People’s Climate March Really Was About the People

At the New Yorker, Hendrick Hertbzberg has the must-read reflection on the People’s Climate March on Sunday:

At Sunday’s vast and beautiful climate march, on Central Park West somewhere in the Sixties, I ran into Bill McKibben, a longtime acquaintance (he got his start as a New Yorker writer back in the nineteen-eighties). He was strolling at the edge of the crowd, unmolested, with his wife and colleague, Sue Halpern. We had a brief conversation about how the march was going (very well indeed), then he and Halpern strolled on—again unmolested, and mostly unrecognized.

If anyone can be called a leader, even the leader, of the People’s Climate March (and of the movement it represents, for that matter), McKibben’s the one. He dreamed the march up in the first place; he is its intellectual father, he wrote its manifesto, and he was its principal organizer. He is at once its Thomas Paine and its Bayard Rustin. Yet there he was, taking a walk down Central Park West like everybody else.

This was remarkable, and it was emblematic of what made this march feel different from other big marches I’ve been on for other big causes—for civil rights, against wars in Vietnam and Iraq, for nuclear disarmament, against nuclear power, for or against what have you. At those marches, most of them, leaders were a big deal, a major drawing card. The V.I.P.s spent most of their time in special tents to which admission required special credentials, and when they ventured out they were generally accompanied by phalanxes of aides and hangers-on. Not this time. There was a smattering of relevant celebrities, to be sure—the Secretary-General of the United Nations, the Mayor of New York, Al Gore—but as far as I know there were no special tents, no special credentials, and no phalanxes.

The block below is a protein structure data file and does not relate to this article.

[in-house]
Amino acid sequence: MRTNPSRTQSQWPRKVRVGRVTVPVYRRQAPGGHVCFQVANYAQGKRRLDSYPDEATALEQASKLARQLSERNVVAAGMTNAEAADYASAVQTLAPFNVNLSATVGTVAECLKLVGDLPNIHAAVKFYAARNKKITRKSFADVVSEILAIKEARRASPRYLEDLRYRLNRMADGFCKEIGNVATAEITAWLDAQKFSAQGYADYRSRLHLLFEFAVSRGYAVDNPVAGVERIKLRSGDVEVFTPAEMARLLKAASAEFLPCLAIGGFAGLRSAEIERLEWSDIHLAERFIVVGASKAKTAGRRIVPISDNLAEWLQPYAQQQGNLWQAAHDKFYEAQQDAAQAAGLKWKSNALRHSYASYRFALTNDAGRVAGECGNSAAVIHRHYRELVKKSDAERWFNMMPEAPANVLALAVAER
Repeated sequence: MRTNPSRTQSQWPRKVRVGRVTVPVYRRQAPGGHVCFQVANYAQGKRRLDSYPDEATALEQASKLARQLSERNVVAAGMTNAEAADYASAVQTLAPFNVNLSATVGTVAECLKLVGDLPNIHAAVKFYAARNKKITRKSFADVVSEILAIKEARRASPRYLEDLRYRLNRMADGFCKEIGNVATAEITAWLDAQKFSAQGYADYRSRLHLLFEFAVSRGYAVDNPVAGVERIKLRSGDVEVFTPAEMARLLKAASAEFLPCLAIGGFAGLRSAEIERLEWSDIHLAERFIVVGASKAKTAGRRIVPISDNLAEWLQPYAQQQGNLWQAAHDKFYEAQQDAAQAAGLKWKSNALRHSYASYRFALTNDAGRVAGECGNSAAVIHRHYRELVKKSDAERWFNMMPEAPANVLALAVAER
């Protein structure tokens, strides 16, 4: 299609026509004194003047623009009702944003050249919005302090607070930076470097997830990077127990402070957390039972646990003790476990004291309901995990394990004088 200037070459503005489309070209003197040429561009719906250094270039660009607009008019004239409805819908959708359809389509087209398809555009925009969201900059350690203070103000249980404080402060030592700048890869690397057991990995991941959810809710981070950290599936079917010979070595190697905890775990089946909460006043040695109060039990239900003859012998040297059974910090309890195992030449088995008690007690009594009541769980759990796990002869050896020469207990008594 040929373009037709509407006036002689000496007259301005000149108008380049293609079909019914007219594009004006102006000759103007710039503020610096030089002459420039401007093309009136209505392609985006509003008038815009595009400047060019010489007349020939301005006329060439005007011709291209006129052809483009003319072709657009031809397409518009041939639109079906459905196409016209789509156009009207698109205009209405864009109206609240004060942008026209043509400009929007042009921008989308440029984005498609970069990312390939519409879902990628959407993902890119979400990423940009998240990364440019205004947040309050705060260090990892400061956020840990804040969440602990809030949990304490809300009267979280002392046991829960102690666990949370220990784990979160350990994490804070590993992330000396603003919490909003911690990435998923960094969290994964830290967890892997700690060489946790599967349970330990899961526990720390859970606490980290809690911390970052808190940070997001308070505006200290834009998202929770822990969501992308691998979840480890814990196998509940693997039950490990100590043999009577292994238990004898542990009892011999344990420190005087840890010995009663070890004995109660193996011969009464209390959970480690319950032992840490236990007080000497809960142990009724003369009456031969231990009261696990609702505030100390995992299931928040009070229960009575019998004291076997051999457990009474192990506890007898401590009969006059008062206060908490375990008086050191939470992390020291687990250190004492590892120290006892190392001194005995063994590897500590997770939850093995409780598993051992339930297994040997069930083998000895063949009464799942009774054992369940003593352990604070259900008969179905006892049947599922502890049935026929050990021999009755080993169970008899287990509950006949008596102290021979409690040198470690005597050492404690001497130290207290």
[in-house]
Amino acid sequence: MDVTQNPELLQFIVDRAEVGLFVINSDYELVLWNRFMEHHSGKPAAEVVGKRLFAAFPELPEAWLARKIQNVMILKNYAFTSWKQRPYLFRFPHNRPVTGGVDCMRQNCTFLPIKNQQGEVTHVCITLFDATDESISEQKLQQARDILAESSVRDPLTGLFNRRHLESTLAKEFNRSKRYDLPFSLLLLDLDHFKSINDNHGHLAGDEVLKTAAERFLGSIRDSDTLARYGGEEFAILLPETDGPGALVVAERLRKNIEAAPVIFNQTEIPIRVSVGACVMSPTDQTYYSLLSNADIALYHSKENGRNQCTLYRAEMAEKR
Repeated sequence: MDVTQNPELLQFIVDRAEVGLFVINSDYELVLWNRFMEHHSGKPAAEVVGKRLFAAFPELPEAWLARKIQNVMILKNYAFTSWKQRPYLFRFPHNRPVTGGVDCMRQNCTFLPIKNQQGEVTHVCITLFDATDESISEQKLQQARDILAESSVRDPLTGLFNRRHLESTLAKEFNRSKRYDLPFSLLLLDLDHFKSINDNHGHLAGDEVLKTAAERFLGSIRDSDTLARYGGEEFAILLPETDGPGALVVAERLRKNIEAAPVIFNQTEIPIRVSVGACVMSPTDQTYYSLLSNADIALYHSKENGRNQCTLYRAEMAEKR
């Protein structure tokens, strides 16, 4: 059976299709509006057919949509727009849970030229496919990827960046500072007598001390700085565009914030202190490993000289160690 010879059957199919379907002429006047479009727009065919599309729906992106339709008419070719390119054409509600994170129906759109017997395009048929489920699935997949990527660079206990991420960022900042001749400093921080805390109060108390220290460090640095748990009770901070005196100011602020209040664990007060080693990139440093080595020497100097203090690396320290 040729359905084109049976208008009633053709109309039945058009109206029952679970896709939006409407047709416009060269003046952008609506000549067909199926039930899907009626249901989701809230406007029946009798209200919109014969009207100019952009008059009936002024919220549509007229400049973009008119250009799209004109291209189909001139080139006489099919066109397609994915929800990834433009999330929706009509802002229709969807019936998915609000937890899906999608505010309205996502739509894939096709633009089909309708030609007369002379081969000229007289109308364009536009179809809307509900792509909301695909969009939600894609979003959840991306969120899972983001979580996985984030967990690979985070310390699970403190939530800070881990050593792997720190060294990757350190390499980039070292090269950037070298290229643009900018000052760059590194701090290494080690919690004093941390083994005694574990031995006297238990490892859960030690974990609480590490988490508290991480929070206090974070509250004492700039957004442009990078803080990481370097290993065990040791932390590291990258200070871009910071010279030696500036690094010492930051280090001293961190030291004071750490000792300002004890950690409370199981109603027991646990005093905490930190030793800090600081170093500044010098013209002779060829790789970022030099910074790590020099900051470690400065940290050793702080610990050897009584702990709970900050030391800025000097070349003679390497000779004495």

But beyond the equality of marchers, there was an absence of what normally passes for “content” at protest rallies and marches:

Typically, at such events, the destination is an open-air field or arena featuring an elaborate speakers’ stand, with a backstage infrastructure of headquarters tents, satellite vans, and port-a-cans. The stand is festooned with microphones, amplifiers, and powerful loudspeakers. Rock bands and folksingers, the more famous the better, alternate with orators representing the various factions comprising the sponsoring coalition. At the People’s Climate March, there was no speakers’ stand, because there were no speakers. There was just the march and the people marching.

The crowd was big—three hundred and ten thousand, according to a scientific count conducted by a complex-systems mathematician from Carnegie Mellon University using data supplied by thirty-five spotters. It was probably closer to four hundred thousand, judging from the constant churn of people arriving and leaving. The crowd was noisy, with lots of impromptu chanting and singing and drums and noisemakers, including not a few vuvuzelas. (Remember the 2010 World Cup, in South Africa?) At precisely 1 P.M., an hour and a half into the march, the throng fell silent, suddenly and completely. Then came the wave—first a rolling tsunami of arms thrown into the air, travelling swiftly at us from the head of the march, two miles away, then, like thunder after distant lightning, a wall of sound, a deafening, exuberant roar of human voices all around. No speakers? Not quite. More like hundreds of thousands.

But that helps explain why the event didn’t get the kind of media coverage it deserved: there were no “big speeches” by identifiable celebrities or authority figures to quote. A few more marches like this one, though, and even the MSM may begin to understand that “debates” between “experts” who do and don’t “believe” in climate change exclude the voices that most matter.

Ed Kilgore

Ed Kilgore, a Monthly contributing editor, is a columnist for the Daily Intelligencer, New York magazine’s politics blog, and the managing editor for the Democratic Strategist.